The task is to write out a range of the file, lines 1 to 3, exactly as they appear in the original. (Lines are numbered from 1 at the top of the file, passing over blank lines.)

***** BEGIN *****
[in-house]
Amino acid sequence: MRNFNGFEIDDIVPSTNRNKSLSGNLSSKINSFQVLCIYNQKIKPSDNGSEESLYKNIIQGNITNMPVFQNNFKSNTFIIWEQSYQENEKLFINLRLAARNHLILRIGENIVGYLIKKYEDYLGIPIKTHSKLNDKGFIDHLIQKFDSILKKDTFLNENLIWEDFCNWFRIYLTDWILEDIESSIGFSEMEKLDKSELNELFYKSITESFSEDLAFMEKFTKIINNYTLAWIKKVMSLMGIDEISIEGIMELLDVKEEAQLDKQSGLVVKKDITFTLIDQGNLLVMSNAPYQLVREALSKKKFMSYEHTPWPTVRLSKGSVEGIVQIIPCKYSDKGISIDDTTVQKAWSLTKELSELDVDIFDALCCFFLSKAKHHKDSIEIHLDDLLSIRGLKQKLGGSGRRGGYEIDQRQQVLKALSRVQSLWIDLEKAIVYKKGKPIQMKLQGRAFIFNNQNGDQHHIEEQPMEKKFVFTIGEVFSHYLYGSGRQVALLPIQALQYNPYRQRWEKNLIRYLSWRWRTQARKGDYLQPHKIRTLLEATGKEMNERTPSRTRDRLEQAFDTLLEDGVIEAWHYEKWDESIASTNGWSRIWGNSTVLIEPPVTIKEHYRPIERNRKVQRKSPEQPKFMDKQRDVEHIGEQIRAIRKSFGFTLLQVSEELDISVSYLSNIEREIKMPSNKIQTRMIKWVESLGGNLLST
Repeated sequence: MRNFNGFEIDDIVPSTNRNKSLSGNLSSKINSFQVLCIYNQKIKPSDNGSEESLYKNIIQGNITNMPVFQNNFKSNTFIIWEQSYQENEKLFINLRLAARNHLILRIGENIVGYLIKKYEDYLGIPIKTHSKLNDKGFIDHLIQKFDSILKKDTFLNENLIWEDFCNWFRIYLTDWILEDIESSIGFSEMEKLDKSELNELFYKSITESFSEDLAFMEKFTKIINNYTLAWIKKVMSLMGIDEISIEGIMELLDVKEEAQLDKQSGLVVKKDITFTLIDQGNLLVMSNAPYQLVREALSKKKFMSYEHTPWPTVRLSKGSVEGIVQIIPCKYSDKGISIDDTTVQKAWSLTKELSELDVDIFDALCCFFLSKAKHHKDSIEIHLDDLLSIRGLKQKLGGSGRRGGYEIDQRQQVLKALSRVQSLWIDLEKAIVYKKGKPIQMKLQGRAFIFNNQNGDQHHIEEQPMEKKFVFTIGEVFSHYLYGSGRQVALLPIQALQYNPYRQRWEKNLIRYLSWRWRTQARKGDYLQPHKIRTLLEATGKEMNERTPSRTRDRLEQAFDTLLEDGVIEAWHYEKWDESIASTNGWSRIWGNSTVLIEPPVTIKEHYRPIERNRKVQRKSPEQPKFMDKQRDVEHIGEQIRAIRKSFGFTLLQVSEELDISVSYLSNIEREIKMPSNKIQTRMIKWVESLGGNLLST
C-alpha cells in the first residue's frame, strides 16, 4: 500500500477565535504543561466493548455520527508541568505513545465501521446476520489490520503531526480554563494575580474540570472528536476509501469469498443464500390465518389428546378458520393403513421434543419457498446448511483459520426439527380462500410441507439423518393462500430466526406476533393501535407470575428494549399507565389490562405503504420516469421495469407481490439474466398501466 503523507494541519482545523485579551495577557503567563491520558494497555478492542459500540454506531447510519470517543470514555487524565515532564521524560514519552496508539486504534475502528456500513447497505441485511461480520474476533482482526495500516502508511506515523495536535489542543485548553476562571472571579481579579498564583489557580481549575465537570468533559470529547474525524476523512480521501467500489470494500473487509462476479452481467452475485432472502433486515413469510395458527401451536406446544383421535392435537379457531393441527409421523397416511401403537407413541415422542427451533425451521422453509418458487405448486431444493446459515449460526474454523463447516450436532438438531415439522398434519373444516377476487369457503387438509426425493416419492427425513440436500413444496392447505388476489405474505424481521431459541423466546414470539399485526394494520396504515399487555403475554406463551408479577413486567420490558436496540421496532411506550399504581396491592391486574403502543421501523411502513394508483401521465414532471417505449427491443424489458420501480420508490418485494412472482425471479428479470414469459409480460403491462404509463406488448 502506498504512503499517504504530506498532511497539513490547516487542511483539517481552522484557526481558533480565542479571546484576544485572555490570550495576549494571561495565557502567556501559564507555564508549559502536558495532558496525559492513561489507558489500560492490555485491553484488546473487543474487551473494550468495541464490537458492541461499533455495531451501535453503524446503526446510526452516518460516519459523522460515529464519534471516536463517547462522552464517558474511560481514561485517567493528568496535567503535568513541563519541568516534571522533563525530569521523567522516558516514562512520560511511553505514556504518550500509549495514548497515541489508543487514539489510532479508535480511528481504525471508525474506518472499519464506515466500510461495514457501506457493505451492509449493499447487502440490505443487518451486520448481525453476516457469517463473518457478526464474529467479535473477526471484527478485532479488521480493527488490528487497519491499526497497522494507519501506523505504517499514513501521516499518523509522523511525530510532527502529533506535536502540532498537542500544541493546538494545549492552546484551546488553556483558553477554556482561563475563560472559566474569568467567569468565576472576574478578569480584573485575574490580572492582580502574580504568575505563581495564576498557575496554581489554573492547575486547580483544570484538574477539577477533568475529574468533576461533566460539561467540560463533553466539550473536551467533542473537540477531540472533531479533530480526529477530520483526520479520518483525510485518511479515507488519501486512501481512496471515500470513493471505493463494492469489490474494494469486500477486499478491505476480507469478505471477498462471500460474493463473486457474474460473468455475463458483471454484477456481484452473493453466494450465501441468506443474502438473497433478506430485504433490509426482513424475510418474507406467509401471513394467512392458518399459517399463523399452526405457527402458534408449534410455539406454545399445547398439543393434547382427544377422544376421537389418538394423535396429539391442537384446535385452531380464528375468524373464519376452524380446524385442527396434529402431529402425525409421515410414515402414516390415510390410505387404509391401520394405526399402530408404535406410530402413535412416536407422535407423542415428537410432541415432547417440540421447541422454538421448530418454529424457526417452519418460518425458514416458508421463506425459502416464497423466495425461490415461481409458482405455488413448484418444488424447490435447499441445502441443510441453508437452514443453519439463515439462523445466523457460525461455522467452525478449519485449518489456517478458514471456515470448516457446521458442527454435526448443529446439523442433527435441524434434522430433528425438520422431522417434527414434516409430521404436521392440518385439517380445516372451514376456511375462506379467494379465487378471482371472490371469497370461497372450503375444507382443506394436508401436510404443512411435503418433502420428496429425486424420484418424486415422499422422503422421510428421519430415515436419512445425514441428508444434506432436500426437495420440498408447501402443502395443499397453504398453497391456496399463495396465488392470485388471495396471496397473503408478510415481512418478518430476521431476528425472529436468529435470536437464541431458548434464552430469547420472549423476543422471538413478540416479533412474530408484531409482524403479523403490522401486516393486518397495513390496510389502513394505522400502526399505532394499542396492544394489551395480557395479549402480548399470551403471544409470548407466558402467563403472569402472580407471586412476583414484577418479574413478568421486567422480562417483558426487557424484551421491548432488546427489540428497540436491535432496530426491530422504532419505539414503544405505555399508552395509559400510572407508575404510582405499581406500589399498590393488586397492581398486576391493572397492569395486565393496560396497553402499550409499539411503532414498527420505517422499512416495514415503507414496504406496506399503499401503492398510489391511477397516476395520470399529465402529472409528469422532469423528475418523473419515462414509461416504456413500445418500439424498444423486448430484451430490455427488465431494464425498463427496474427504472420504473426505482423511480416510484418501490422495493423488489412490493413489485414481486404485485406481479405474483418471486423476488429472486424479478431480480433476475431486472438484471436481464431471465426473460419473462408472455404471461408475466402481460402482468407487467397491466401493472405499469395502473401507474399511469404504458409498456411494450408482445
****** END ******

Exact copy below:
[in-house]
Amino acid sequence: MRNFNGFEIDDIVPSTNRNKSLSGNLSSKINSFQVLCIYNQKIKPSDNGSEESLYKNIIQGNITNMPVFQNNFKSNTFIIWEQSYQENEKLFINLRLAARNHLILRIGENIVGYLIKKYEDYLGIPIKTHSKLNDKGFIDHLIQKFDSILKKDTFLNENLIWEDFCNWFRIYLTDWILEDIESSIGFSEMEKLDKSELNELFYKSITESFSEDLAFMEKFTKIINNYTLAWIKKVMSLMGIDEISIEGIMELLDVKEEAQLDKQSGLVVKKDITFTLIDQGNLLVMSNAPYQLVREALSKKKFMSYEHTPWPTVRLSKGSVEGIVQIIPCKYSDKGISIDDTTVQKAWSLTKELSELDVDIFDALCCFFLSKAKHHKDSIEIHLDDLLSIRGLKQKLGGSGRRGGYEIDQRQQVLKALSRVQSLWIDLEKAIVYKKGKPIQMKLQGRAFIFNNQNGDQHHIEEQPMEKKFVFTIGEVFSHYLYGSGRQVALLPIQALQYNPYRQRWEKNLIRYLSWRWRTQARKGDYLQPHKIRTLLEATGKEMNERTPSRTRDRLEQAFDTLLEDGVIEAWHYEKWDESIASTNGWSRIWGNSTVLIEPPVTIKEHYRPIERNRKVQRKSPEQPKFMDKQRDVEHIGEQIRAIRKSFGFTLLQVSEELDISVSYLSNIEREIKMPSNKIQTRMIKWVESLGGNLLST
Repeated sequence: MRNFNGFEIDDIVPSTNRNKSLSGNLSSKINSFQVLCIYNQKIKPSDNGSEESLYKNIIQGNITNMPVFQNNFKSNTFIIWEQSYQENEKLFINLRLAARNHLILRIGENIVGYLIKKYEDYLGIPIKTHSKLNDKGFIDHLIQKFDSILKKDTFLNENLIWEDFCNWFRIYLTDWILEDIESSIGFSEMEKLDKSELNELFYKSITESFSEDLAFMEKFTKIINNYTLAWIKKVMSLMGIDEISIEGIMELLDVKEEAQLDKQSGLVVKKDITFTLIDQGNLLVMSNAPYQLVREALSKKKFMSYEHTPWPTVRLSKGSVEGIVQIIPCKYSDKGISIDDTTVQKAWSLTKELSELDVDIFDALCCFFLSKAKHHKDSIEIHLDDLLSIRGLKQKLGGSGRRGGYEIDQRQQVLKALSRVQSLWIDLEKAIVYKKGKPIQMKLQGRAFIFNNQNGDQHHIEEQPMEKKFVFTIGEVFSHYLYGSGRQVALLPIQALQYNPYRQRWEKNLIRYLSWRWRTQARKGDYLQPHKIRTLLEATGKEMNERTPSRTRDRLEQAFDTLLEDGVIEAWHYEKWDESIASTNGWSRIWGNSTVLIEPPVTIKEHYRPIERNRKVQRKSPEQPKFMDKQRDVEHIGEQIRAIRKSFGFTLLQVSEELDISVSYLSNIEREIKMPSNKIQTRMIKWVESLGGNLLST